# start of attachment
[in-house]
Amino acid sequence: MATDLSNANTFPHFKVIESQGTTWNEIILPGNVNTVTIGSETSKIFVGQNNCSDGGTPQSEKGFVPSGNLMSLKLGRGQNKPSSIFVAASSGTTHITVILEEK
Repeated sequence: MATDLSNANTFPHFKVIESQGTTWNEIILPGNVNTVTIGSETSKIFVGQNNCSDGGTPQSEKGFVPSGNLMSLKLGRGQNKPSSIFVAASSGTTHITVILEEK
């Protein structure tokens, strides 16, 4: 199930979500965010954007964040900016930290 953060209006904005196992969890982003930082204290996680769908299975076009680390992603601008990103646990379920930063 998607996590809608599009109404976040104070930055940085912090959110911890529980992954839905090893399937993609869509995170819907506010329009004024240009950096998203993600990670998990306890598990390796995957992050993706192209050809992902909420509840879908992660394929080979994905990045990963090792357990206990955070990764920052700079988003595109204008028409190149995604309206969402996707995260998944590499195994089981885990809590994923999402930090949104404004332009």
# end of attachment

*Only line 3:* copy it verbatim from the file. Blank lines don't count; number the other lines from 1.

Repeated sequence: MATDLSNANTFPHFKVIESQGTTWNEIILPGNVNTVTIGSETSKIFVGQNNCSDGGTPQSEKGFVPSGNLMSLKLGRGQNKPSSIFVAASSGTTHITVILEEK